Parents’ jobs shift as our kids age; developmental stages pass, and our parental responsibilities become easier in some senses (no more temper tantrums!) yet more challenging in others (teen driving, “the talk,” etc). All we can do is our best, and give teenagers the freedom to make and learn from their own mistakes. In terms of teen driving, though, mistakes can have incredibly devastating, life changing consequences. The seriousness of safety behind the wheel can not be overstated.
Now, the dangers of using smartphones while driving isn’t news. It’s common sense, really; even a few moments’ distraction can be enough to get in a car accident. Teenagers hear this over and over while learning how to drive, but a 2016 study run by Liberty Mutual Insurance and SADD (Students against Destructive Decisions) found that 27% of teens still text and drive, and 68% — a huge percentage — of teens use apps while driving. Distraction is distraction, people, whether it’s texting, mapping out directions, snap chatting, or whatever other new app is around the corner and about to take the teen group consciousness by storm.
My daughter has been a teen driving for just over a year now, and in this time, she has been rear ended twice by young drivers texting and driving. Both were just bumps, and no one was hurt, but it’s enough for a fretful mother of a new driver to want to shut down Los Angeles’s freeway system until drivers finally quit texting and driving. Because, yes, while we can’t prove it, we both strongly suspect that both times, the drivers behind her were texting and driving. One thing I know for certain, though, is that my own teen was not texting and driving. Our deal is, she puts her phone in her purse, or on silent mode, while she’s driving the car.
Research scientists at the Liberty Mutual Research Institute for Safety studying teen driving understand how challenging it can be to have detailed, important talks with sometimes reticent adolescents. Keeping conversations open and honest helps encourage responsible driving among teenagers. The researchers at Liberty Mutual have a few teen driving tips for nervous parents:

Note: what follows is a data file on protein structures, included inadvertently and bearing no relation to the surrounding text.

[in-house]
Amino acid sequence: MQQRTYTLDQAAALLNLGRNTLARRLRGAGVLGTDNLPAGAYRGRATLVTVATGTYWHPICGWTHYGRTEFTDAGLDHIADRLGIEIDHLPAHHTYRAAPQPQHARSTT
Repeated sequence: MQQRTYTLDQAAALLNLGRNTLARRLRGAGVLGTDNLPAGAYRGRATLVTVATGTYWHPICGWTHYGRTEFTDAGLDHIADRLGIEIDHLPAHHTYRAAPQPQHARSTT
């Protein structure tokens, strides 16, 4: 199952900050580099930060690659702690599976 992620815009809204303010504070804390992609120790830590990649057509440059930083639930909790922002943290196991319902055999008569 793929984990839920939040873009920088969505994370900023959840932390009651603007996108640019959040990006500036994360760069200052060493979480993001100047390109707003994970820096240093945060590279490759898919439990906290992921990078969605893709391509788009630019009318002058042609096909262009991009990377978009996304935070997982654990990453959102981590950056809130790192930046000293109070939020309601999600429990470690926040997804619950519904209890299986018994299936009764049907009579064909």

1. Hide the phone. 73% of teenagers admit to keeping their smartphones within easy reach while driving alone. Ask teens to keep their phones out of reach and on silent so they’re less tempted to check incoming app notifications and more likely to keep their eyes on the road. My two cents: The temptation to do a quick check of texts and app notifications is very strong. Teenagers will be much more like to keep their eyes and attention on the road if they can’t easily reach their phones.
2. Map it out. 42% of teens say they text while driving to get directions or find out how to get somewhere. My two cents: Google Maps, Waze, and other driving apps are eminently useful; I use Maps and Waze a lot myself (driving in Los Angeles during rush hour could be its own designation of a driving hazard) but I know to pull over before grabbing my phone and opening an app. Teen drivers must understand that hiding their phones does not preclude using apps for driving directions.
3. Set expectations. Liberty Mutual Insurance and SADD encourage parents and teens to use the Teen Driving Contract as a conversation starter and discussion guide. This tool covers important safety issues and is an easy roadmap for parents and teens alike to uphold family driving rules.My two cents: Yes, I know, teenagers roll their eyes when we talk, talk, talk about being responsible drivers. But those conversations are important; be blunt if need be. Liberty Mutual Insurance has a Teen Driving Contact that can serve as a conversation starter, and signing it legitimizes the responsibility teens must take as drivers.
For more suggestions and information about family driving rules and teenagers, visit www.libertymutual.com/teendriving — there’s a lot of great stuff about teen driving, and more, there!
Raising adolescents isn’t as time-intensive as raising toddlers, and usually involves a lot less sleep deprivation (school dance and party nights excepted). As the kids in our families grow up, the rules change. Family driving rules are among the most important rules parents can help install in each of our family’s cultures. The best thing we as parents can do for our teen drivers is to help them be safe drivers.
Disclosure: The Vacation Gals travel blog is a paid member of the Liberty Mutual Ambassador Program.